- The Washington Times - Thursday, August 30, 2001

BALTIMORE Sidney Ponson hasn't won a game in his last 10 starts. It may be awhile before he gets his 11th try.

Baltimore Orioles manager Mike Hargrove said yesterday that his troubled right-hander will miss his next scheduled start and possibly more after straining a forearm muscle during Tuesday's 6-2 loss to the Oakland Athletics.

Ponson was examined by team doctor Michael Jacobs during last night's game, an exam that confirmed what the Orioles expected: a strained extensor muscle in his right forearm, commonly referred to as "tennis elbow."

"He's going to miss his next start, probably his next two starts," Hargrove said following Baltimore's 4-1 loss. "It's nothing serious by any stretch of the imagination. But it's going to take a while to calm down."

Ponson (5-10) strained the muscle during the third inning of Tuesday night's game. He remained in the game but was pulled after serving up two mammoth home runs in the fourth and failing to notch his first victory since June 28.

Given Ponson's recent struggles, not to mention the Orioles' lost season, the team could decide to shut him down for the final five weeks and use his spot in the starting rotation to look at September call-ups.

"That's an option, and we've certainly discussed that," Hargrove said. "But we're going to get more of a definitive answer of what exactly this is and what we can try to do. I don't necessarily think that the injury in and of itself will cause Sidney to miss the rest of the season."

Expected to mature into one of Baltimore's frontline pitchers this season, the 24-year-old Ponson has instead regressed into the franchise's least-consistent hurler, one who faces a crucial winter with his future in the balance. The Orioles must decide whether to give him another shot or attempt to deal him while he still has value.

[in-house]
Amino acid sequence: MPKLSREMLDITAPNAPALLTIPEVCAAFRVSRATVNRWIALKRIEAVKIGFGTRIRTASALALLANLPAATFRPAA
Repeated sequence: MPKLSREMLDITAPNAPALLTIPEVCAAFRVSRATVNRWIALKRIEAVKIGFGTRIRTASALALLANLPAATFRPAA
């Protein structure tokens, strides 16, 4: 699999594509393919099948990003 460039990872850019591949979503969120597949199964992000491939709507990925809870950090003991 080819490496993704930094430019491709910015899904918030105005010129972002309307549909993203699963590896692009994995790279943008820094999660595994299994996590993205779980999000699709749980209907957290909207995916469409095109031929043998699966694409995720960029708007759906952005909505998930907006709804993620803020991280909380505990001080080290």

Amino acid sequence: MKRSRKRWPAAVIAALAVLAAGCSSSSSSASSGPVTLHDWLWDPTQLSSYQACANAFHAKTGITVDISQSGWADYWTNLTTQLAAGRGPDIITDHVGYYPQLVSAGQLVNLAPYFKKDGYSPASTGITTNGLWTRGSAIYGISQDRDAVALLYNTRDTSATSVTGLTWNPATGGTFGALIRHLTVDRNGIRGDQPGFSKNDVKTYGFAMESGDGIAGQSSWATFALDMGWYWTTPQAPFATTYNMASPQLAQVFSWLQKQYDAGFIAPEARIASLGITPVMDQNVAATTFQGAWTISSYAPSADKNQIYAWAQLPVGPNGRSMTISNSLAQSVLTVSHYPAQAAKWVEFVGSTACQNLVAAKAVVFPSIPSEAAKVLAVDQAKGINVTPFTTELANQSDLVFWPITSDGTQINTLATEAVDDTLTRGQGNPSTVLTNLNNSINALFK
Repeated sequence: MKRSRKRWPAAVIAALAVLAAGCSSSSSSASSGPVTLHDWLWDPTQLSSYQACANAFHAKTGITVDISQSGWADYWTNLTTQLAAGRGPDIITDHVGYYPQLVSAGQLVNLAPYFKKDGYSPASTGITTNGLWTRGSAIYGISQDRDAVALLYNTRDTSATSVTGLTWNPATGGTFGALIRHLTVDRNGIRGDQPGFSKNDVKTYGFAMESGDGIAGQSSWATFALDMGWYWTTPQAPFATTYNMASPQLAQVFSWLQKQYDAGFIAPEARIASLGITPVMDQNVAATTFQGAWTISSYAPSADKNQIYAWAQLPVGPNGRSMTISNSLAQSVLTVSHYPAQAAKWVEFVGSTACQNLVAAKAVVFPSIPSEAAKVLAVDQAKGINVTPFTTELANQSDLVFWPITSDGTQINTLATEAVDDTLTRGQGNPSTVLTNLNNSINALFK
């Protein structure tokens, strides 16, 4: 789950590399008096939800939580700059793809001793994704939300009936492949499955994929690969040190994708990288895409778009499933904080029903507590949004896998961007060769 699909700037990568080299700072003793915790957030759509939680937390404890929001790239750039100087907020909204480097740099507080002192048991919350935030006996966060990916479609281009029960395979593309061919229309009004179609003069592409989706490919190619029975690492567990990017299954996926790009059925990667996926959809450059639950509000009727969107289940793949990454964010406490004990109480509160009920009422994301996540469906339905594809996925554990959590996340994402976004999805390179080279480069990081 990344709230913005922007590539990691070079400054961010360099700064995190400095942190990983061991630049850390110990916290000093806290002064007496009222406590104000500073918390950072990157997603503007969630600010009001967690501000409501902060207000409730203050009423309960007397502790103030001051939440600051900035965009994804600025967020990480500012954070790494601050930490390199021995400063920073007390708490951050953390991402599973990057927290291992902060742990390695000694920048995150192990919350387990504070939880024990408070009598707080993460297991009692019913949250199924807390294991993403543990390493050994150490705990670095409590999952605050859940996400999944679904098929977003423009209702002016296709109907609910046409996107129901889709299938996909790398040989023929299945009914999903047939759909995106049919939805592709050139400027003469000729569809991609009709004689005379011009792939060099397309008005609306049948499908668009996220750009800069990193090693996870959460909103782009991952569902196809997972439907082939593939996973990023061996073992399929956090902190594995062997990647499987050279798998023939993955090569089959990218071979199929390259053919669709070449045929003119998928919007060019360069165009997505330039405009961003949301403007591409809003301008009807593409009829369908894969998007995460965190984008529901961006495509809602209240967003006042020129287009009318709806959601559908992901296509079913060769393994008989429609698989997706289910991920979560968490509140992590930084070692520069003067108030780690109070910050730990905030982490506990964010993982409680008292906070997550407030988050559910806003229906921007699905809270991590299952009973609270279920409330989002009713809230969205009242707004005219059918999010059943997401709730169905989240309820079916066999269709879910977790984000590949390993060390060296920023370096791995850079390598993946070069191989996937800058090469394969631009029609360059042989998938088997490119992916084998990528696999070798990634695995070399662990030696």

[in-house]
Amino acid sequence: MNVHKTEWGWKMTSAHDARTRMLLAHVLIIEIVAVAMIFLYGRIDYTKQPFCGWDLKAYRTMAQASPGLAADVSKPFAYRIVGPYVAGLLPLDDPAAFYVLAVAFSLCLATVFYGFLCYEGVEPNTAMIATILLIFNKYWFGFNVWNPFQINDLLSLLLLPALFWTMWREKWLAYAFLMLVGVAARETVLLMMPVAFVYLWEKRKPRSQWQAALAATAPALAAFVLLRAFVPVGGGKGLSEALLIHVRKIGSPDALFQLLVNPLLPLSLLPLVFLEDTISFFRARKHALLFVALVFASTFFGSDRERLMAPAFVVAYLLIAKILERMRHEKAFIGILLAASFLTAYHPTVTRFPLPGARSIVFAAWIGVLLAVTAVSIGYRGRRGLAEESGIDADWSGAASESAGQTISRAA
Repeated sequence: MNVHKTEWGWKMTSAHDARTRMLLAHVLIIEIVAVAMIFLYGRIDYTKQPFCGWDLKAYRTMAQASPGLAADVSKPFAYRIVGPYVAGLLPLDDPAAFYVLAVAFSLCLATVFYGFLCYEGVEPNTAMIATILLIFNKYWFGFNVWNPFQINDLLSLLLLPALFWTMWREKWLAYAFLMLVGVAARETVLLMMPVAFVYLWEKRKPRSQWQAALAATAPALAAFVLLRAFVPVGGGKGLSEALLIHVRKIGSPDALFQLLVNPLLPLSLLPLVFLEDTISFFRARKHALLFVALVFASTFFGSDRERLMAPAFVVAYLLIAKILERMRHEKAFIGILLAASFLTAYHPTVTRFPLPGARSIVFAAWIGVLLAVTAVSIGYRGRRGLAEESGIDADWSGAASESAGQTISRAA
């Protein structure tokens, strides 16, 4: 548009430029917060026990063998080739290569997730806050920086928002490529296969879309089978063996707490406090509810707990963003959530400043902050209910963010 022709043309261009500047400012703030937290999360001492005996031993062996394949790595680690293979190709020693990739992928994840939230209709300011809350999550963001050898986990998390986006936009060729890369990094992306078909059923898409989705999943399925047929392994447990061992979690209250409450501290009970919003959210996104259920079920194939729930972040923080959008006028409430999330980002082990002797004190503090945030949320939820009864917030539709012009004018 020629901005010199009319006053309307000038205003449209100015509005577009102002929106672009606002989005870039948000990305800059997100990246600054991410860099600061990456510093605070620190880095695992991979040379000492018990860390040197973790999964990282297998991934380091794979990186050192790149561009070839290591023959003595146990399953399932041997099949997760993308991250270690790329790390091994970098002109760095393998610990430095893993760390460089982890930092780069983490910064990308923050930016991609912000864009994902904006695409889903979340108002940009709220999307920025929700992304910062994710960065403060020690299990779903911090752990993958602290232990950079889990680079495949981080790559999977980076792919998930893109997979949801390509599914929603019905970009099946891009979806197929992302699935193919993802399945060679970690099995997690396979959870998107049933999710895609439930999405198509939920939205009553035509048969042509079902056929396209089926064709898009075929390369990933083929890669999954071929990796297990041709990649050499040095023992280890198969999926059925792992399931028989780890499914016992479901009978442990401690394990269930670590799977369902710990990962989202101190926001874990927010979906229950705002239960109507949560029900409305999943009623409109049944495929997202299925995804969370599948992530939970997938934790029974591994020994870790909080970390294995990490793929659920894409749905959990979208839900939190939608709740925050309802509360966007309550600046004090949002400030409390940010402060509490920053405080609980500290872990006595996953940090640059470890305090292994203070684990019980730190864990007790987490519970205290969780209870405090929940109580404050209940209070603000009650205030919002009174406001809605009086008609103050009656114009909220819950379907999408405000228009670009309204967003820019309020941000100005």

"I'm disappointed in Sidney's season, sure," Hargrove said. "But I still think that Sidney has the potential to be a very good major league pitcher. It's just a matter of him finding the key to turn that into reality."

Segui still out

When David Segui has been healthy, he's been one of Baltimore's key run producers, the American League's fifth-best hitter with runners in scoring position (.373).

Unfortunately for the Orioles, Segui continues to be plagued by a smorgasbord of injuries, the latest a recurring sore left knee that forced the first baseman to miss his fifth straight game last night.

Segui, who signed a four-year contract worth $28 million last December, missed much of spring training and the start of the season with a pulled hamstring, then went on the disabled list in late April with a strained finger tendon and again in late July with the knee injury that continues to haunt him now.

He also battled a nasty head cold and possible vertigo earlier this month that kept him out of six games, meaning he has played in just four of the Orioles' last 15 games.

Hargrove said yesterday that Segui might be ready to resume pinch-hitting duties.

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